Optional essays are an opportunity for you to provide additional information about yourself. You can explain pitfalls, gaps, hardships, or highlight items that have not been properly illuminated in other areas of the application.

Once you have decided on where to apply you are ready to begin attacking the essay portion.

· Create a list of different experiences you’d like to cover in the essay section. You may consider categorizing these according to leadership, team experiences, and growing/learning experiences.

· Read over all essays, required and optional, for a given school. Determine which experiences you’d like to cover in which essays or if any experiences are best left out as a result of being difficult to match with a particular school.

· Outline Essays. Your outlines should include a thesis, supporting points and specific examples.

· Write freely. Do not concern yourself yet with whether or not a particular point is helpful or harmful, just write.

· Edit. This will most likely be an ongoing process. Admissions committees want to see well-edited, clear, concise prose—this may require the help of a trusted friend or seeking out an admissions consultant. The committees read your essays several times so even minor mistakes are likely to be noticed.

Posted on November 10, 2008 by Manhattan Review

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Piecing together a full application may at first seem daunting, but applicants from a variety of backgrounds with a variety of personal and professional obligations continue to do so from year to year, in ever increasing numbers. So there is no need to feel discouraged from the outset by particular application components. Instead, begin by figuring out what you will both offer and get out of an MBA program.

Overall Advice:

There are a few guiding principles to follow in the application process.

· Match yourself to programs. Through research, going to campuses, and talking to students and/or alumni, you can begin the process of understanding what MBA programs can offer you and whether your background experiences are suited to a program. Consider the strengths of particular programs and whether these complement your interests.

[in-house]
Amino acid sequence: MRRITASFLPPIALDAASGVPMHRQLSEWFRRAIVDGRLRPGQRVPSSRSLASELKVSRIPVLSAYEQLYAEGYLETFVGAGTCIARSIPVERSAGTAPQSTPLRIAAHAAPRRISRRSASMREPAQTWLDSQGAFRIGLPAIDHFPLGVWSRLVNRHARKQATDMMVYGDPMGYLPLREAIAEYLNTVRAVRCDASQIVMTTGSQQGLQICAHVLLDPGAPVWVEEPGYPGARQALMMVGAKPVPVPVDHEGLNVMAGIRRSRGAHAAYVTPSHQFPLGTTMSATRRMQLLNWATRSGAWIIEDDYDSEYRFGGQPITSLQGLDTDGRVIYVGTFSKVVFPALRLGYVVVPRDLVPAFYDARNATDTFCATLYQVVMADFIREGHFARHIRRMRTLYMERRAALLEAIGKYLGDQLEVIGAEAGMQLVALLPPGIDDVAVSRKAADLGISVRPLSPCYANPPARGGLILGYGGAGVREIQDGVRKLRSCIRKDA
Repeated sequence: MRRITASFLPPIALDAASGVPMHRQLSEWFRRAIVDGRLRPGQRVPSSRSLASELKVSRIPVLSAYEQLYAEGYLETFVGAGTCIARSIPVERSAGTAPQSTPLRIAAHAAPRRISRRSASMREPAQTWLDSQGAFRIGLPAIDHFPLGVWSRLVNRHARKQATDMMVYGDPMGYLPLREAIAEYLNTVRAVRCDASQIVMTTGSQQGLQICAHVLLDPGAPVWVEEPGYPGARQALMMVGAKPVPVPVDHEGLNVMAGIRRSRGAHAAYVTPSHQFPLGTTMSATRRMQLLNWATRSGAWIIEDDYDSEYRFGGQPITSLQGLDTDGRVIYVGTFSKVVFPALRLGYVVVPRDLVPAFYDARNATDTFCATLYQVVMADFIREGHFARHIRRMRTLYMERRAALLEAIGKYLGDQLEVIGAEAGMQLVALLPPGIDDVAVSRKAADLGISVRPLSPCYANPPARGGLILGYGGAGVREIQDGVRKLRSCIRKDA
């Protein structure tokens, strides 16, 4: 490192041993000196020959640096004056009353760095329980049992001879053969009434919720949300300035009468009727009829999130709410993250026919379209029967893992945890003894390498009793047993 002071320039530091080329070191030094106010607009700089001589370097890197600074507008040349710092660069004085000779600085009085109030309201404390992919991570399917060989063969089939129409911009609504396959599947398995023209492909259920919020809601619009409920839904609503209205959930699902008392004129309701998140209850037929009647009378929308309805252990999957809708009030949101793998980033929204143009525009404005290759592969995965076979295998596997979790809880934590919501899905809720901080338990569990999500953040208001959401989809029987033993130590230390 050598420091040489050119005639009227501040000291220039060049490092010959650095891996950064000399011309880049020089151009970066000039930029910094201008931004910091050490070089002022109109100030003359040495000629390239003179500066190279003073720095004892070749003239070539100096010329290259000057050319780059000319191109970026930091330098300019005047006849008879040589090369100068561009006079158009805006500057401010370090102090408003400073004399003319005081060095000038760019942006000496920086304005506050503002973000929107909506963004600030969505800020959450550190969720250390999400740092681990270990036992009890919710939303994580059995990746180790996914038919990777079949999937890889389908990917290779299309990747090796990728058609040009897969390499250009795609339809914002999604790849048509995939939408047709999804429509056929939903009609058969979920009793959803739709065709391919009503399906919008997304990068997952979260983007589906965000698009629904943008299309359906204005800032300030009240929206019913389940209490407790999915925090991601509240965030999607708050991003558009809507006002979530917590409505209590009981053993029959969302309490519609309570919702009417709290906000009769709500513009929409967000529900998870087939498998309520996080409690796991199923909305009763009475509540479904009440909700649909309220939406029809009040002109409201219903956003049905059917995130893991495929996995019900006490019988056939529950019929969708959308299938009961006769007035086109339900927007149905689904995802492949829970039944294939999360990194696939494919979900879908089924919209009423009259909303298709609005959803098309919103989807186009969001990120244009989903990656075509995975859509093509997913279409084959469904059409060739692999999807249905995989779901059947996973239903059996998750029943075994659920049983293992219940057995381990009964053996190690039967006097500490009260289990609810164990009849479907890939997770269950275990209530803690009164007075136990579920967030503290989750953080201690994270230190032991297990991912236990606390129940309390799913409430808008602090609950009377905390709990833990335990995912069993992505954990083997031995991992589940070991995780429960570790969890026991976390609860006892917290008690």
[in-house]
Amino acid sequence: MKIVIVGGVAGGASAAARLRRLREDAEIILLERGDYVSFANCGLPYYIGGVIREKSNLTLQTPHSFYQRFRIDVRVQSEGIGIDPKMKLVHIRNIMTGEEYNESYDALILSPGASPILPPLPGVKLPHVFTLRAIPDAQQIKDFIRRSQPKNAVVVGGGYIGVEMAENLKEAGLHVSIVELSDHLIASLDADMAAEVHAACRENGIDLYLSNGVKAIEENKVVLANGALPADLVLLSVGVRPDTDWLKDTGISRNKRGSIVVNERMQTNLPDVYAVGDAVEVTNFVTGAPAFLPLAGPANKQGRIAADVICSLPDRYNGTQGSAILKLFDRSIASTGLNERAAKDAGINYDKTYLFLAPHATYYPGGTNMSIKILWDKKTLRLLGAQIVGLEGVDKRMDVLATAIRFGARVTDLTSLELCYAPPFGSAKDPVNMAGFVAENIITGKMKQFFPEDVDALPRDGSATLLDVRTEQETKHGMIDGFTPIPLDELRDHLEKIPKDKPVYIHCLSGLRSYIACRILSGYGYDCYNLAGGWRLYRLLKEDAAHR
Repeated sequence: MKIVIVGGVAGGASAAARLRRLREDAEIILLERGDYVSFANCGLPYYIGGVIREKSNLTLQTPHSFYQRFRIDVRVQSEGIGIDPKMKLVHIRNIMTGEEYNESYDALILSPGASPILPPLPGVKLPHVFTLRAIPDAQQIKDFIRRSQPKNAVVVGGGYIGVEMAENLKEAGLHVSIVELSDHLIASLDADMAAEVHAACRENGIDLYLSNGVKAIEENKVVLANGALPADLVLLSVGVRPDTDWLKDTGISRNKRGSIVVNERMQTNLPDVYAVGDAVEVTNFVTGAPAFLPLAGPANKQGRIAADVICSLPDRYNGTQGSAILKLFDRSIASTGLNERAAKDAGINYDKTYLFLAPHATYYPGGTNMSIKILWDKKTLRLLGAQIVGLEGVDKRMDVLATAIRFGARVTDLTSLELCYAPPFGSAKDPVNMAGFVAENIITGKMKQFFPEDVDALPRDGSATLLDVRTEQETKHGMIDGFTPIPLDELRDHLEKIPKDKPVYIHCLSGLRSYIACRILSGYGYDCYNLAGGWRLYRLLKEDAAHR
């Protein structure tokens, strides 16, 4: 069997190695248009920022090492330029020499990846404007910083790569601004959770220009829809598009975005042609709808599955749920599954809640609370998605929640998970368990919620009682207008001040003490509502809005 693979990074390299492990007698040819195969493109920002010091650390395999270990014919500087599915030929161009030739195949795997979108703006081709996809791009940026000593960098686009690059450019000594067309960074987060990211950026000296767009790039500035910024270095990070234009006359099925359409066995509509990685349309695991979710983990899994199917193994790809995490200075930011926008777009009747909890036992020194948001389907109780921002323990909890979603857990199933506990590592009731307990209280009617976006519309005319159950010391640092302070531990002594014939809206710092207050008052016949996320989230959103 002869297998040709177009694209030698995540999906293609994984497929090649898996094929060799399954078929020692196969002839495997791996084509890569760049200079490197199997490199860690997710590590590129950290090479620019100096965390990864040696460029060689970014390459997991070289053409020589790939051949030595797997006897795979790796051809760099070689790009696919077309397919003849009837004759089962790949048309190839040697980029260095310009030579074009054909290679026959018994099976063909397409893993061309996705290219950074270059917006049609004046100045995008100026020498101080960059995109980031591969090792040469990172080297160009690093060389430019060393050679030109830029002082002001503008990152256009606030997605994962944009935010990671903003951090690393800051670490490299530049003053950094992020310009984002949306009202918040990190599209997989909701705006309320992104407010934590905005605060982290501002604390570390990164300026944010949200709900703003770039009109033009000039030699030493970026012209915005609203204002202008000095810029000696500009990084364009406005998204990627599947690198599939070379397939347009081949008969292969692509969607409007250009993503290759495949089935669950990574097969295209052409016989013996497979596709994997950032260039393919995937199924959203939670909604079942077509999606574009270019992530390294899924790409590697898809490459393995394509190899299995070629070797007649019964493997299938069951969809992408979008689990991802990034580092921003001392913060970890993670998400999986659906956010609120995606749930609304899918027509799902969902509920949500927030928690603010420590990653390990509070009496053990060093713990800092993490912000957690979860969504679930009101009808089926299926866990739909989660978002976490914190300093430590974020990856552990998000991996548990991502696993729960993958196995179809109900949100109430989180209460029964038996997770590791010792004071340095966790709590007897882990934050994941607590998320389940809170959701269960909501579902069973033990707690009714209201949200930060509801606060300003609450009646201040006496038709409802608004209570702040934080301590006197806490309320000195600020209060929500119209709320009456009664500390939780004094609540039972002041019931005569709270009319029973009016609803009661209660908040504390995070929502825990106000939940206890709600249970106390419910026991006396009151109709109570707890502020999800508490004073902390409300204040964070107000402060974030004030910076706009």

· Remember also that schools want diversity. Do not assume that simply because your professional experiences are out of the ordinary for a school that it should be automatically eliminated. Your application gives you many opportunities to connect yourself to the school (and, uniqueness is a plus).

· Schools do not frown upon candidates that come from less known or small companies or less represented professions. Make your function and the function of your organization or company clear, and it will likely be a strength in your application.

· Apply in the early application rounds. B-school applications are not something to rush through.

· Send in your applications once you’ve completed them. Sometimes server problems arise at the last minute as many applicants are trying to get applications in.

· After submitting applications, take a couple of days to rest and then start preparing for interviews.

Posted on November 3, 2008 by Manhattan Review

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The addition of a presentation component in the University of Chicago’s graduate application also acknowledges Microsoft’s PowerPoint as an essential tool for today’s tech-savvy, business world. “No one in business today could pretend to be facile in business communications without PowerPoint,” said a declarative Clarke L. Caywood, associate professor of integrated marketing at Northwestern University in an interview with The Chicago Tribune. “It’s like being able to read.”